Overview: Arch Coal’s important role in the US met coal industry



Uses of met coal

Metallurgical coal is used to make coke for iron and steel as well as foundries. Coke is made by heating metallurgical coal at a high temperature of ~2,000 degrees Fahrenheit in the absence of oxygen to prevent it from burning. The process separates impurities, and what’s left is called “coke,” a carbon-heavy substance. Coke is then used to convert iron ore into molten iron in the steelmaking process.

The majority of metallurgical coal produced in the U.S. is exported. In fact, metallurgical coal dominates overall U.S. coal exports. In Q1 2014, the U.S. exported 28 million short tons of coal. Of this, 17 million shorts tons (or 60%) was metallurgical coal.

Coal exports

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Metallurgical coal exports have grown especially since 2007, when supply constraints in the Pacific market resulted in fast-growing Asian countries, notably China, importing metallurgical coal from the U.S. U.S. exports to China grew from just 12 thousand short tons in 2007 to 10.6 million short tons in 2012.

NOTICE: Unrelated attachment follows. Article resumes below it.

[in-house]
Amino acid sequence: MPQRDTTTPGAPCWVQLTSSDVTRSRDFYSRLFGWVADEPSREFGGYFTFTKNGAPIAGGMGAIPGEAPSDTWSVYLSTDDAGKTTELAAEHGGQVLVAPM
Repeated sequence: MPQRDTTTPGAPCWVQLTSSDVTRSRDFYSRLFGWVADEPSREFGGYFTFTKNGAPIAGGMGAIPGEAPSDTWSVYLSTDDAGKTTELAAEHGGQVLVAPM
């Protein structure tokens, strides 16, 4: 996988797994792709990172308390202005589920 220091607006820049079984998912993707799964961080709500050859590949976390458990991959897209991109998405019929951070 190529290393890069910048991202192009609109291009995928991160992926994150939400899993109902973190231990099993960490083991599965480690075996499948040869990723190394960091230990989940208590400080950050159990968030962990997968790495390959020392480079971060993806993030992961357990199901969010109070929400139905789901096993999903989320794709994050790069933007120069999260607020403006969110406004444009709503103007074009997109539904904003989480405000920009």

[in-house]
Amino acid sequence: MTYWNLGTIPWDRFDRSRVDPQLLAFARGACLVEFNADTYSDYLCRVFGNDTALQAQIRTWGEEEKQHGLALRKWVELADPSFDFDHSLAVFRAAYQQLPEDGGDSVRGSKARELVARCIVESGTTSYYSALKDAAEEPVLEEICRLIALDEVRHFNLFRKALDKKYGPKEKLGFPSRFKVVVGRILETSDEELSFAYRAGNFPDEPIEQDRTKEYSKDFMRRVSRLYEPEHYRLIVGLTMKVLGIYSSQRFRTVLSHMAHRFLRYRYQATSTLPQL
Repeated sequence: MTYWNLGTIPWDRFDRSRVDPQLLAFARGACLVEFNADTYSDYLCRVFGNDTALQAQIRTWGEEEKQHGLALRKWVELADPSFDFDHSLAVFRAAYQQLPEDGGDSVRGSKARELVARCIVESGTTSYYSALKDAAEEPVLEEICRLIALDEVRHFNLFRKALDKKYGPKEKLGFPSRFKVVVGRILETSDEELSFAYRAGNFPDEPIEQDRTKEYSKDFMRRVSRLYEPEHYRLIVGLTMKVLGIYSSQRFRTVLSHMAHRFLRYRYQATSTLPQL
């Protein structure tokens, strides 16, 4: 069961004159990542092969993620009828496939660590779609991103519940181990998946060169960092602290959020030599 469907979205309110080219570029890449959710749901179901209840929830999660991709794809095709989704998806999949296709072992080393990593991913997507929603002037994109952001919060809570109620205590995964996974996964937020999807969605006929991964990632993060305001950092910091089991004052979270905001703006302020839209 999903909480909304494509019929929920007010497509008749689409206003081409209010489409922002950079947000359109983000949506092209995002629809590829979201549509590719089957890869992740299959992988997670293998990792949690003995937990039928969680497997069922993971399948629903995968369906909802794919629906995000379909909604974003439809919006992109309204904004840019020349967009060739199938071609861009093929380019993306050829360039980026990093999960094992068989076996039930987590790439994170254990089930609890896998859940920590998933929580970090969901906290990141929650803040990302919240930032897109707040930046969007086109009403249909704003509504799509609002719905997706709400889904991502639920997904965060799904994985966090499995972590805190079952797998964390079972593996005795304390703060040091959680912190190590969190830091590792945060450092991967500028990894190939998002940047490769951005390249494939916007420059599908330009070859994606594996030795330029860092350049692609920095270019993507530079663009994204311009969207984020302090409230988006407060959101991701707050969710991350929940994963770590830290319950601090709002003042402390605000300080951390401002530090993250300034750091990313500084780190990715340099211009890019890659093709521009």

Slowing demand

However, demand from China is slowing for multiple reasons. These include rising production in Australia and slowing economic growth. China imported 3.9 million tons of coal from the U.S. in Q1 2013. In Q1, imports fell to just 781 thousand tons.

As you saw earlier, the majority of the metallurgical coal exported by the U.S. went to Asian countries in the past. With rising production levels in Australia, Asian countries find it more cost-effective to import from Australia than from the U.S. The prices were as high as $330 per ton in 2011 due to shortages on account of floods in Australia.

With the current state of oversupply, prices have fallen as low as $100–$120 per ton. The lower prices and lower demand from Asia have resulted in a difficult time for U.S. metallurgical coal producers (KOL) like Alpha Natural Resources (ANR), Arch Coal (ACI), and Walter Energy (WLT).

While Peabody Energy (BTU) doesn’t have any metallurgical coal assets in the U.S., its Australian operations are hampered by lower metallurgical coal. To learn more about Peabody Energy’s second quarter updates, read the Market Realist series Why Peabody Energy fell despite higher-than-expected sales.

Steam coal

So how’s Arch Coal’s steam coal business doing? Read on to the next part of this series to find out.


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